The Viking Age saw an unprecedented expansion of the Scandinavian peoples into the wider world. But for centuries, the Vikings have been seen through the eyes of others, distorted to suit the tastes of medieval clerics and Elizabethan playwrights, Victorian imperialists, Nazis, and more. None of these appropriations capture the real Vikings, or the richness and sophistication of their culture.
... colourful, revelatory ... [Price] may know more about medieval Scandinavia than anyone else alive, and he aims to show us these fascinating people as they saw themselves, not as they were perceived by those on the sharp end of their robbery ... Although Price emphasises the sophistication of Viking society — and teases out the very right-on possibility that there were not only female warriors but transgender Vikings too — he sensibly never tries to explain away the brutality ... Price is never guilty of detached academic revisionism; instead he redraws the Viking world in all its strange and gory glory. Thousands of books have been published about the Vikings — this is one of the very best.
I fell in love with Neil Price’s comprehensive new history of the Vikings when I got to the paragraph that’s just a list of bread ... offers delight after delight ... If you, like me, have loved fictional Viking stories and have always wanted to read a fuller history informed by current scholarship but wondered where to start, this book is it ... Price has produced a single (albeit lengthy!) volume that offers a sense of chronology and hits the major high points, while also introducing nonspecialists to the major questions that those who know a lot about Vikings still consider unresolved ... manages to be lyrical, unnerving, specific, and passionately uncertain, all at once ... Throughout this book are glorious collections of Viking facts that are technically known yet still resist our best attempts at interpretation ... Price diverges periodically from his tone of easy erudition to make conversational, enthusiastic asides. These can be pretty funny ... Price has a talent for evoking the Vikings’ physical surroundings as they might have been—a gift for recreation that’s probably natural for an archaeologist accustomed to eking significance from the smallest bit of disturbed dirt ... To convey such a deep sense of scholarly indeterminacy, all while dazzling the reader with cinematic detail—this is, truly, a feat.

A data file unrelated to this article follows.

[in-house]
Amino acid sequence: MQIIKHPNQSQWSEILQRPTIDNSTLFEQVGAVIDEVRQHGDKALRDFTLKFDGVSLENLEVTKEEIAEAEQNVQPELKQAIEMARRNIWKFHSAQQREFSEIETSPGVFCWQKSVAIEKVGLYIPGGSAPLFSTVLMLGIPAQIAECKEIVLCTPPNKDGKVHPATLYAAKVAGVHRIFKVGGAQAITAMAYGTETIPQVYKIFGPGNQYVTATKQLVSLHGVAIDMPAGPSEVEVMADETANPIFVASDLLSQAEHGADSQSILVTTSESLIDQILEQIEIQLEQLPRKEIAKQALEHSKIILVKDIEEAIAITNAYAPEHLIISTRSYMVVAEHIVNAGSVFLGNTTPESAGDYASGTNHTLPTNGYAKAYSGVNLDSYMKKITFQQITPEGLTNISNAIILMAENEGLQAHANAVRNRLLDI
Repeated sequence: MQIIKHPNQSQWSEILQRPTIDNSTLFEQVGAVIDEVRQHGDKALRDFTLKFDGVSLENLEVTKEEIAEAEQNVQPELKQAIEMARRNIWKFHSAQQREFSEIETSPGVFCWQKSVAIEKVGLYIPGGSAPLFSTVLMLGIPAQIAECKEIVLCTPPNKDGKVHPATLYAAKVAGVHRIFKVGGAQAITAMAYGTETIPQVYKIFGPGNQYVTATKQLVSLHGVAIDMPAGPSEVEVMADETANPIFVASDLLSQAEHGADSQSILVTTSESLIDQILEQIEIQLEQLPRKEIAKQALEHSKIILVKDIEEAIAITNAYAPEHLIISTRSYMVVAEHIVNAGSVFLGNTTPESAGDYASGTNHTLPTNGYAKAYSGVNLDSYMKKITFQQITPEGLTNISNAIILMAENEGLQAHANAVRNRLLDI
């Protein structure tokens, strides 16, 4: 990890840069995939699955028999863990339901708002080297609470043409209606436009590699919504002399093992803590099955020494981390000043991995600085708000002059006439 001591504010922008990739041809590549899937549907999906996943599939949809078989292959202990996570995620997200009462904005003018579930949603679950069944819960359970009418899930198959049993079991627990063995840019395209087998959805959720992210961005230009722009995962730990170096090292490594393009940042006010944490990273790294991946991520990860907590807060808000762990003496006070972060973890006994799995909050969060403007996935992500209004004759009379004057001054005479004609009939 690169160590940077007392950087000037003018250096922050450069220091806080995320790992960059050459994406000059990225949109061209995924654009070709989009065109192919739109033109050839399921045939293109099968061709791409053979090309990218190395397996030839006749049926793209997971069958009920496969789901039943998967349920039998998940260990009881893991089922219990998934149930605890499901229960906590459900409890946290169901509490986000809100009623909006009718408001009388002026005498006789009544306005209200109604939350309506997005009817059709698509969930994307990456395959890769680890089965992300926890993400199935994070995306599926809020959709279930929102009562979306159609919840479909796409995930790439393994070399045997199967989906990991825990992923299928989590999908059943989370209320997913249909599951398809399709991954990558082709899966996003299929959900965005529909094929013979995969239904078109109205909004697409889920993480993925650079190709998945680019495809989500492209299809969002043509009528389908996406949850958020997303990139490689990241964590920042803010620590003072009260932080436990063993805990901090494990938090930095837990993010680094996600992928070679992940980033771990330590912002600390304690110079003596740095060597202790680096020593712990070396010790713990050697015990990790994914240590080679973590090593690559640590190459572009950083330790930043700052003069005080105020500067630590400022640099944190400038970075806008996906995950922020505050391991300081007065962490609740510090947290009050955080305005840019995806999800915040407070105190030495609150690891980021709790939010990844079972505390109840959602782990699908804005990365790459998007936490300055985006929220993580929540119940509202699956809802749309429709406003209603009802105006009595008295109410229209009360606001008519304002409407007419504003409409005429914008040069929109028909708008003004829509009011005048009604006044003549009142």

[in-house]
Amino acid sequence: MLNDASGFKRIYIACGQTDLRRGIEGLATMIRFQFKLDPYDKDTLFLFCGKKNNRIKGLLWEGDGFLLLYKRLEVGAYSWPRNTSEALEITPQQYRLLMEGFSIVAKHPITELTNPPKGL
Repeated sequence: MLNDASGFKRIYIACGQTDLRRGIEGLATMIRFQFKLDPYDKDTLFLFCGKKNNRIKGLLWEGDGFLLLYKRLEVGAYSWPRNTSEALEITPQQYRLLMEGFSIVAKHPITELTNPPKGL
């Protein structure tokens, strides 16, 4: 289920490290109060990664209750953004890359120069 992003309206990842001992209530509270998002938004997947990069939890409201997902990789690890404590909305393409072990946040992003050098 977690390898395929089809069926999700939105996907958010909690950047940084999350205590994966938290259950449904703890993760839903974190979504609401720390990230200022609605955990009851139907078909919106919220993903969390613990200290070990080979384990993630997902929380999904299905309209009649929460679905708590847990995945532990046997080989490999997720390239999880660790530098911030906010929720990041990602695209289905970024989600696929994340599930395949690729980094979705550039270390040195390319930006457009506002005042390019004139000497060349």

... the beauty of [Price's] book is his ability to move across the disciplines. An expert synthesiser, he brings together much of the latest historical and archaeological research in order to illuminate the Viking world in all its chronological and geographical expanse ... If the merits of the book ended here, it would still be well worth the read as the latest word in Viking age history. However, Price’s aim is more ambitious: to present the Vikings on their own terms, through their sense of self and their psychological relationship to the world. This is no easy task, but he is a past master of getting inside the Norse mind ... Price is no apologist, and never shies away from the 'horrendous' conditions that many experienced, including horrifying levels of violence, entrenched patriarchal oppression and human enslavement as the driving force that powered much of society ... In seeking the deeper origins of the Viking age, he deftly connects different times and places all the way back to the fall of the western Roman empire ... In the final few chapters, there is perhaps less of the vigour and sparkle that characterises the book as a whole, although what remains is still a strong account of the latest historical research ... Not only a leading authority on the period, Price is also a wonderful writer, by turns philosophical, witty, lyrical and poignant. He possesses both an archaeologist’s ability to interpret large quantities of scholarship and data, and the skill to translate it creatively. His vivid prose illuminates both the physical and the psychological dimensions of the early medieval north, while at the same time leaving space for uncertainty: the possibility of future discoveries and theories that will alter the picture yet again. Nor is he afraid to face up to the absences and random gaps in the source material (such as what their music sounded like), and the confusions and inconsistencies that come from dealing with human nature ... The writing hums with life as Price summons up the voices of the past.